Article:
Advantageously, the system 100 includes deep integration with the operating system of the mobile device 12, e.g. Android. In this manner, the system 100 seeks to avoid requiring the app developer to provide the translation mapping between touch-based and gesture-based control. The system 100 is tailored for both (a) carriers and OEMs wishing to bring a universal gesture control solution to their customers and (b) software developers interested in making first party gesture-based apps. One aspect of the system 100 is to avoid solely focusing on mapping hand tracking to general touchscreen control. The system 100 also includes leaning gestures or the like for accelerometer control as well. Games like Need for Speed and Temple Run are unlikely to be fun to play with hand tracking alone.

The system 100 leverages the vast library of apps for the mobile device 12 and the ability to couple the mobile device 12 to the display device 14 and the sensor 102 for gesture control. In this manner, the system 100 can bring the mobile device 12 into the living room. For example, OTT content providers are proliferating, and the system 100 can be used to watch and control content on the display device 14 in addition to playing all of the touch-based games.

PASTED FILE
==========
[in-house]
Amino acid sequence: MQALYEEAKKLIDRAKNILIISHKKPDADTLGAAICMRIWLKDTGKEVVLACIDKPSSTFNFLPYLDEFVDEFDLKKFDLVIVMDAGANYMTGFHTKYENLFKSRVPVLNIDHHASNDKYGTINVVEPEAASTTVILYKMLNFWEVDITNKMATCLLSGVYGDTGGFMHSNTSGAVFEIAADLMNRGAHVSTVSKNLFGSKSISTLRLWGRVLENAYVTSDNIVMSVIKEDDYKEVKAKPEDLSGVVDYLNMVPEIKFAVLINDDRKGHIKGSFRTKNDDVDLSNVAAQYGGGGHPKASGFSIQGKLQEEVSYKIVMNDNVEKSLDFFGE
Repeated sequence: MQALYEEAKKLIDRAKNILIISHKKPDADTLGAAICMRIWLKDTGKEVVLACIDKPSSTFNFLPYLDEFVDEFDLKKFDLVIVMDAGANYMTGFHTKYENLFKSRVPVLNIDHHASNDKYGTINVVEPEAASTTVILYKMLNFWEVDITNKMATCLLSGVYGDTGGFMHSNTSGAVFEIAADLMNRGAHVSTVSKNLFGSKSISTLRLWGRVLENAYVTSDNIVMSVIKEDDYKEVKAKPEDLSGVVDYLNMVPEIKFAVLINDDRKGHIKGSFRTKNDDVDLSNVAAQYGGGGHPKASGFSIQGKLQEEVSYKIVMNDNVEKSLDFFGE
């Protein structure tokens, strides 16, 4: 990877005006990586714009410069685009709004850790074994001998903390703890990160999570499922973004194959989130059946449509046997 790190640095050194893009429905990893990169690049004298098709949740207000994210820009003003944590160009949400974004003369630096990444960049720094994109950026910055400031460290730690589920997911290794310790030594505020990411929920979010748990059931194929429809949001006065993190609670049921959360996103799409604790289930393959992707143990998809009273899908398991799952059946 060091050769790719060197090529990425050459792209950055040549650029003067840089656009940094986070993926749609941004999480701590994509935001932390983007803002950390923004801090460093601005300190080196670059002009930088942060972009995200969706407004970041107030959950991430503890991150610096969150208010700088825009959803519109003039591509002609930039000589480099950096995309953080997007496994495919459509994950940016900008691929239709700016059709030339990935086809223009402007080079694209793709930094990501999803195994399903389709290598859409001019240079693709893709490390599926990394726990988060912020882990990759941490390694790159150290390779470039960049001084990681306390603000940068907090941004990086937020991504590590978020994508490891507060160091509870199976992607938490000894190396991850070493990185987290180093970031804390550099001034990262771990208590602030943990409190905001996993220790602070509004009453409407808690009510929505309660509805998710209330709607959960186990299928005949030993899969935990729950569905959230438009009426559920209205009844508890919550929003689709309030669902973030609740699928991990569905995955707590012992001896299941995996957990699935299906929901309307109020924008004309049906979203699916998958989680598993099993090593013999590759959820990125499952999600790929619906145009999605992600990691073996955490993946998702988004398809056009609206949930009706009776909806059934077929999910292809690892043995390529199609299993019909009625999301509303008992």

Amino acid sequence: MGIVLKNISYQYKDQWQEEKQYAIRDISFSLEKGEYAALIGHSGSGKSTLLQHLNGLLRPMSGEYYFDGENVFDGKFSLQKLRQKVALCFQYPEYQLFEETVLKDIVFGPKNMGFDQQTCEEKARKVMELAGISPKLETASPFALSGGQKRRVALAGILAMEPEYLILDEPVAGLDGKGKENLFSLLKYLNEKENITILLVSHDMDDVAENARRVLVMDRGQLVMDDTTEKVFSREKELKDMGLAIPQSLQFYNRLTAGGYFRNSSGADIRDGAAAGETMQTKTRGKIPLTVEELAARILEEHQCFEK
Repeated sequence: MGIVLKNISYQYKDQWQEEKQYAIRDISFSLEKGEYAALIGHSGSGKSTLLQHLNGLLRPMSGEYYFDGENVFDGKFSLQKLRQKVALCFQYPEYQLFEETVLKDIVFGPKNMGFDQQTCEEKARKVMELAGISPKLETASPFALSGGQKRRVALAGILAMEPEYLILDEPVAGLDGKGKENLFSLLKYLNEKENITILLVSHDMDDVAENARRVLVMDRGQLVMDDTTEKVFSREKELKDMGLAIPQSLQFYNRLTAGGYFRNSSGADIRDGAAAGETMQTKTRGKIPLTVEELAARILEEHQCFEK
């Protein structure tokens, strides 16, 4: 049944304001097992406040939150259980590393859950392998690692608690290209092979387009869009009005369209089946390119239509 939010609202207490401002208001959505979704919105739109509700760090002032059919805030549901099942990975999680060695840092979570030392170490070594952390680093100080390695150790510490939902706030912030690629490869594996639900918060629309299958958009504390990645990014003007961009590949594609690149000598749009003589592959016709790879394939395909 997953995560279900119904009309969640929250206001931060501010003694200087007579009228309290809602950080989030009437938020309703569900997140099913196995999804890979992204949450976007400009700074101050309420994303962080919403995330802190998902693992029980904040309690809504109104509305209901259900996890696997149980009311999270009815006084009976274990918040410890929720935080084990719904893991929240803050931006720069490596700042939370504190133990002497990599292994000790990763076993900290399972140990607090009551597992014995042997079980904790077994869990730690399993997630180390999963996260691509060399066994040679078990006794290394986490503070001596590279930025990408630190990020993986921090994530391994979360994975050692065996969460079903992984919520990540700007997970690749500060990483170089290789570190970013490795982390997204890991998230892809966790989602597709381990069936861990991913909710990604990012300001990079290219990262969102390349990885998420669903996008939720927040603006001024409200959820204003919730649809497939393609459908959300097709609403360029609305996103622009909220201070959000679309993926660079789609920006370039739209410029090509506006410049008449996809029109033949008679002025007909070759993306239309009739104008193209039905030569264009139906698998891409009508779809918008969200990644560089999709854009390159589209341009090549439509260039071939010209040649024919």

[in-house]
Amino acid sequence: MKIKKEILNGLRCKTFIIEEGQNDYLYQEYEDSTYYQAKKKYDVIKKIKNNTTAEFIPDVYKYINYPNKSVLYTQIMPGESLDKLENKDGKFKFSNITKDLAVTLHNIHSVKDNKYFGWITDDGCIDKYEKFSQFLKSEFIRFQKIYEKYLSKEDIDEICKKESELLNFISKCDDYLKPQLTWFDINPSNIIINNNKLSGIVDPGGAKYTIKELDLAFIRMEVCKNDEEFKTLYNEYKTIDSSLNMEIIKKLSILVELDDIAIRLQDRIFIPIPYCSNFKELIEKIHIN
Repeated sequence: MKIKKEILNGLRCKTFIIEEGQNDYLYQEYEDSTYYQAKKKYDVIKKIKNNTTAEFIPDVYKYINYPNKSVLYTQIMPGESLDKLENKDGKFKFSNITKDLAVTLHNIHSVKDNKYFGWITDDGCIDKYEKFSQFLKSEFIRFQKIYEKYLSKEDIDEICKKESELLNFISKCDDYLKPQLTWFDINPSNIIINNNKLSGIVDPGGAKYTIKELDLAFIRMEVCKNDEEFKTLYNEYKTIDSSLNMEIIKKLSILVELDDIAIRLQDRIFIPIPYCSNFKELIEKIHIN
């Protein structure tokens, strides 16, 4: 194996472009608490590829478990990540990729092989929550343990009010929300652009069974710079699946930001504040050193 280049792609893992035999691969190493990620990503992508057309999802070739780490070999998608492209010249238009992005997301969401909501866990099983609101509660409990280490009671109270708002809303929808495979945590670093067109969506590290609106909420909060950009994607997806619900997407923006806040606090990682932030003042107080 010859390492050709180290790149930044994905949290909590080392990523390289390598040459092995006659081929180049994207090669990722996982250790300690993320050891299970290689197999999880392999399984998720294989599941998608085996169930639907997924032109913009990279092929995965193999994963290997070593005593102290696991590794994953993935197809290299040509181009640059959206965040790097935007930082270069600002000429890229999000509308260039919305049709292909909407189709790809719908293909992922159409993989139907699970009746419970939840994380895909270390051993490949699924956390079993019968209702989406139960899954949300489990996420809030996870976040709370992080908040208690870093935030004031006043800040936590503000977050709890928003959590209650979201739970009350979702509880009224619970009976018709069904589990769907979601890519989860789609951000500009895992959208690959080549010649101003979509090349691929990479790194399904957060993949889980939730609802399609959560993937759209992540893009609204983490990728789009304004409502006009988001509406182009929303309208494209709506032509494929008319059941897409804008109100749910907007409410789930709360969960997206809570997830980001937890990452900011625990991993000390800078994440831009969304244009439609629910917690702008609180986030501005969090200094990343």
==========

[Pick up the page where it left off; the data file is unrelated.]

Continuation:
The system 100 can apply computer vision in two ways—vision for gesture tracking and vision on screenshots in the cloud. In the vision for gesture tracking, the sensor 102 is configured to track and recognize user gestures in real-time. This can include hand gestures, leaning, running in place, movement, etc. In the vision on screenshots in the cloud, the system 100 includes a user behavior module learned offline in the cloud to support a Gesture Assist function. For example, the appliance 110 can be connected to one or more servers in the cloud to report usage, etc. FIG. 8 illustrates screenshots of the Angry Birds app to illustrate the Gesture Assist function. As an input, recordings of touches and screenshots serve as training data to the Gesture Assist function. An output of the Gesture Assist function includes a user model to predict the most likely interaction per screenshot. For example, a “snap to” where a cursor enters a region of interest and is snapped to an anchor or a “drag region” which translate large hand movements into bounded, fine grained cursor movements when dragging objects.